• sediment transport and deposition
  • delivery ratio
  • sediment concentration
  • sediment contamination
  • water quality
  • behavior of water inhabitants
  • channels
  • ponds
  • reservoirs
  • coastal zones

Published Papers (4 papers)

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Research

Article
Ecosystem Service Assessment of Soil and Water Conservation Based on Scenario Analysis in a Hilly Red-Soil Catchment of Southern China
Water 2022, 14(8), 1284; https://doi.org/10.3390/w14081284 - 15 Apr 2022
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Abstract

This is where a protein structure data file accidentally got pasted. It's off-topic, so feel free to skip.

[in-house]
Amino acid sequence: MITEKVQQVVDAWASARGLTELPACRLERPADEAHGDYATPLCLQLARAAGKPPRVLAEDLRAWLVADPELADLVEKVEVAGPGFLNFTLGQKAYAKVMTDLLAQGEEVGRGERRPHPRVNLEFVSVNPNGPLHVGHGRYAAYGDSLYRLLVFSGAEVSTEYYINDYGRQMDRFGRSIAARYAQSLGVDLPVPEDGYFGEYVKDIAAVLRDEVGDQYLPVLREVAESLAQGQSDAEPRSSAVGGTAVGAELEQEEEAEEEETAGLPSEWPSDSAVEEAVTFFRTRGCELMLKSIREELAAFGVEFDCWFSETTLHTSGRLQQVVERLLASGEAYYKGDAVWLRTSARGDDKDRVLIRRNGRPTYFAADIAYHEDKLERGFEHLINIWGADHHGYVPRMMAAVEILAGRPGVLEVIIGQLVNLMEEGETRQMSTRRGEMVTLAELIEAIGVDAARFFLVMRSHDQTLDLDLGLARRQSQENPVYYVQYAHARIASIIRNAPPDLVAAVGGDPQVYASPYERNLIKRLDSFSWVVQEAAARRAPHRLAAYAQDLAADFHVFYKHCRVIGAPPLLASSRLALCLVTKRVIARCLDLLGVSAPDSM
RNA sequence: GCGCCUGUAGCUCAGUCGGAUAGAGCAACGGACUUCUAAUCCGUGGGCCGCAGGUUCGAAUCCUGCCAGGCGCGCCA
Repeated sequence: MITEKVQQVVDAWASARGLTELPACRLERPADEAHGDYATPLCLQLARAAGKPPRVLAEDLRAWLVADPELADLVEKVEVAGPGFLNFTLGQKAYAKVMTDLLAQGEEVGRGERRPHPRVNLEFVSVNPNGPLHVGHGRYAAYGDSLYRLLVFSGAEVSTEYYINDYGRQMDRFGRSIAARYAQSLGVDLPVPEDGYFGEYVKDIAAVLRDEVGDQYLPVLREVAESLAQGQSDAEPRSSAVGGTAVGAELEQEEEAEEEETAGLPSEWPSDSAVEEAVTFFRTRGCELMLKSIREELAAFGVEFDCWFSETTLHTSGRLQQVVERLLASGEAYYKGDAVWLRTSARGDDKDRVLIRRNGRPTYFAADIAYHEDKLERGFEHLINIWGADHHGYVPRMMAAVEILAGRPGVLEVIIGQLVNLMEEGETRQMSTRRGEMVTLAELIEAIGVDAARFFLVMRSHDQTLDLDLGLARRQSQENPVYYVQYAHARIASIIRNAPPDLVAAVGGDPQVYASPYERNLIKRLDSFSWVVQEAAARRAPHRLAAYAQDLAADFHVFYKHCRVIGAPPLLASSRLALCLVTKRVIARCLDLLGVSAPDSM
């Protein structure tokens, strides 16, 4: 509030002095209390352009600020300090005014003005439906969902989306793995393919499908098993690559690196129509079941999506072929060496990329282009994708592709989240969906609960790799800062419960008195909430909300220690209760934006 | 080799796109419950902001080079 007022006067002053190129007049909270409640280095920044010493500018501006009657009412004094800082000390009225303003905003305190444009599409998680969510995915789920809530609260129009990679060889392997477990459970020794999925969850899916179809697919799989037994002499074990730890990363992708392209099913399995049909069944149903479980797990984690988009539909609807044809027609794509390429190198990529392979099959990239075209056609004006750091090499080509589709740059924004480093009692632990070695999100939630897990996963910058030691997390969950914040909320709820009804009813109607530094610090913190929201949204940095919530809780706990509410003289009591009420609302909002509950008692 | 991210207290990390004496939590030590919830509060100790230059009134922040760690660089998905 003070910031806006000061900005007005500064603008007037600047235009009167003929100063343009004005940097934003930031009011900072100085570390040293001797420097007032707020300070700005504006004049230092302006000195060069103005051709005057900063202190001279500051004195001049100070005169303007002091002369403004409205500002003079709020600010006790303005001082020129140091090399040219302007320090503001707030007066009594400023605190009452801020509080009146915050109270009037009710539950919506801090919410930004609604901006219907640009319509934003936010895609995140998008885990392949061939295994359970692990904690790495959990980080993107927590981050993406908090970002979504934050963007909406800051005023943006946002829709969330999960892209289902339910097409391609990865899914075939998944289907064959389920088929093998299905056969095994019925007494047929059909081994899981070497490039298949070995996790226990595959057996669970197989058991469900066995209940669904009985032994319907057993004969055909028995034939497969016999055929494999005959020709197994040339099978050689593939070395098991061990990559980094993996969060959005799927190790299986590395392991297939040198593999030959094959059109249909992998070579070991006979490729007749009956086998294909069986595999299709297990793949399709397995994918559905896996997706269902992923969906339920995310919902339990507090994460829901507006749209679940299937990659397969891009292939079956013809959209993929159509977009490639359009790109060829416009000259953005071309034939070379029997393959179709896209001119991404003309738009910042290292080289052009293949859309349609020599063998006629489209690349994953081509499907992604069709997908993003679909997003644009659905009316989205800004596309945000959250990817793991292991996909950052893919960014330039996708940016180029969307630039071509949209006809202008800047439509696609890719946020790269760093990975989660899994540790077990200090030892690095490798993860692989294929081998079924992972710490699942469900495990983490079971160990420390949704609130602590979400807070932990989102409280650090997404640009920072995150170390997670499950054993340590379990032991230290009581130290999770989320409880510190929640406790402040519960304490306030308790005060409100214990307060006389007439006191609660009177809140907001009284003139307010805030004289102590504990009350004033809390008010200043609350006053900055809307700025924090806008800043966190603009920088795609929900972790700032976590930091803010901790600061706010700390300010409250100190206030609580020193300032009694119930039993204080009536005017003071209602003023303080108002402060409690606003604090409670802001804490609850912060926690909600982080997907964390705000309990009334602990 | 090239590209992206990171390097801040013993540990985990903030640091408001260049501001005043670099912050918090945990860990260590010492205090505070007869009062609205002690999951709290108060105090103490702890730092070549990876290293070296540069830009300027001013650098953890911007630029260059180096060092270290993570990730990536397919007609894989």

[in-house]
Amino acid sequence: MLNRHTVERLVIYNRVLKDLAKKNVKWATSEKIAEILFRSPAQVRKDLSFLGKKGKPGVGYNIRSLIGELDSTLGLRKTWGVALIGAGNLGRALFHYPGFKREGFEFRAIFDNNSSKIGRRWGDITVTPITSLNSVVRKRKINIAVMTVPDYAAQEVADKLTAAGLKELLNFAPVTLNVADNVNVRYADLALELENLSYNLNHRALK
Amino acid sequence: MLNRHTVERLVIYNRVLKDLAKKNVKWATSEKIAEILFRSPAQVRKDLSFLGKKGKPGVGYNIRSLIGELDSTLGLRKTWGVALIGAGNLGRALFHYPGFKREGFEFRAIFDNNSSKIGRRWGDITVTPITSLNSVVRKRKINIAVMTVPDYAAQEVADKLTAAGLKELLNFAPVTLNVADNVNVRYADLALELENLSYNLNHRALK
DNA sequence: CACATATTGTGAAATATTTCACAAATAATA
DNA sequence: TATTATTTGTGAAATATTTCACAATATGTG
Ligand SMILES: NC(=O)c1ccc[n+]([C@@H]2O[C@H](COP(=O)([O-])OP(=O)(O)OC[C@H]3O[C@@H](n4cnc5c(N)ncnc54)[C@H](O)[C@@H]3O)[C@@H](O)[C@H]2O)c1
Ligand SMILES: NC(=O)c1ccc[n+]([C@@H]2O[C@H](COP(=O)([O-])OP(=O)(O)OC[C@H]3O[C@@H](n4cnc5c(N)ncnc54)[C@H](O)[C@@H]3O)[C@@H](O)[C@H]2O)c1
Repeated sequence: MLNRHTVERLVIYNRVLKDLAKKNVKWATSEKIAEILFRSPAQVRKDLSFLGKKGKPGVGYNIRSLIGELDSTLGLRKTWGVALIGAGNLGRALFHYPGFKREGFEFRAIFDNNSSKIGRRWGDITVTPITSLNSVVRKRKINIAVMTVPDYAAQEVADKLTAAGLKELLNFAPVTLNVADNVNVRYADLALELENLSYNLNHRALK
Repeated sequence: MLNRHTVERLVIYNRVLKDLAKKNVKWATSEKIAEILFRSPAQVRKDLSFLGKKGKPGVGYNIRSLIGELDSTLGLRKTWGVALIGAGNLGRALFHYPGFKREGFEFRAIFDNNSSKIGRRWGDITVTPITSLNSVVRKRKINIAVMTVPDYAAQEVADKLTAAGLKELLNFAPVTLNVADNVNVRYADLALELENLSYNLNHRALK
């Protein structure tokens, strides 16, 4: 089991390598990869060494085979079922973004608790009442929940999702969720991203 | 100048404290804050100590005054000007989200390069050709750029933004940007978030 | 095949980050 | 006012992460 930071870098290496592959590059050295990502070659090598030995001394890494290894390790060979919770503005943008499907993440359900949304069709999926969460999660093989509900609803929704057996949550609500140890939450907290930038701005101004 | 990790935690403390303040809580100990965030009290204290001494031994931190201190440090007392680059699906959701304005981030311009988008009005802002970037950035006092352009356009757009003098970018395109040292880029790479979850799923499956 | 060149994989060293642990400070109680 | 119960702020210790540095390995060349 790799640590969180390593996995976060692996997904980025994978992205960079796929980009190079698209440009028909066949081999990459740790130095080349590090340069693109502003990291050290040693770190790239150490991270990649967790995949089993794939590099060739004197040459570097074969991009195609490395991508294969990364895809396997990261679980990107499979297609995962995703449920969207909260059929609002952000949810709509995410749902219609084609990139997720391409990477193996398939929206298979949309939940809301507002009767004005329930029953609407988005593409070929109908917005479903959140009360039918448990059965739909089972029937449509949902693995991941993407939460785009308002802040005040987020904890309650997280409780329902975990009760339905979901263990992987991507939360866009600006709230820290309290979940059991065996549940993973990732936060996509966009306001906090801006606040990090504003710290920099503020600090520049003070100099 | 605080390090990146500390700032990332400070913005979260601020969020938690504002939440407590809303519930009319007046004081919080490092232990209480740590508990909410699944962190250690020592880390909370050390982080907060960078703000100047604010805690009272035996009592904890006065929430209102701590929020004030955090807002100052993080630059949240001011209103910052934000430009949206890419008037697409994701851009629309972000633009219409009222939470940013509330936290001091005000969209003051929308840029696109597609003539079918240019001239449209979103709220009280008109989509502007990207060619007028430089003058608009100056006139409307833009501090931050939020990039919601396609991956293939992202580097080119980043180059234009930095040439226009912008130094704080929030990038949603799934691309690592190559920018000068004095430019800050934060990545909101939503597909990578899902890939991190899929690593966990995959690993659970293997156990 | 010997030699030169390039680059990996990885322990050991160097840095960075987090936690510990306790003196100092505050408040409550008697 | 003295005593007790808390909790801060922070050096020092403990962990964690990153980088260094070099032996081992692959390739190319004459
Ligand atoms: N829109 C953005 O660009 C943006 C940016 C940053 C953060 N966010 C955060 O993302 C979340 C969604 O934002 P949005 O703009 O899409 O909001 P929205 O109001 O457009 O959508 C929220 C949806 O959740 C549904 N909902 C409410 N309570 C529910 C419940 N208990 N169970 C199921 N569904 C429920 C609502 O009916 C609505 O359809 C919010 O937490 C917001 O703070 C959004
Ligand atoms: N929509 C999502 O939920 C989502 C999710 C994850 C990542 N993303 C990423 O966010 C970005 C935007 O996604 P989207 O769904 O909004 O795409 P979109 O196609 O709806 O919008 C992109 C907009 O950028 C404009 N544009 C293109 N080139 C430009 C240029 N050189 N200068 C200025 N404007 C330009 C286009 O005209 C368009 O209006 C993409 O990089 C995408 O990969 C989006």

Soil and water conservation (SWC) practices on agricultural watersheds have been the most effective practices for preventing soil erosion for several decades. The ecosystem services (ES) protected or enhanced by SWC practices include the comprehensive effects of protecting and conserving water sources, protecting [...] Read more.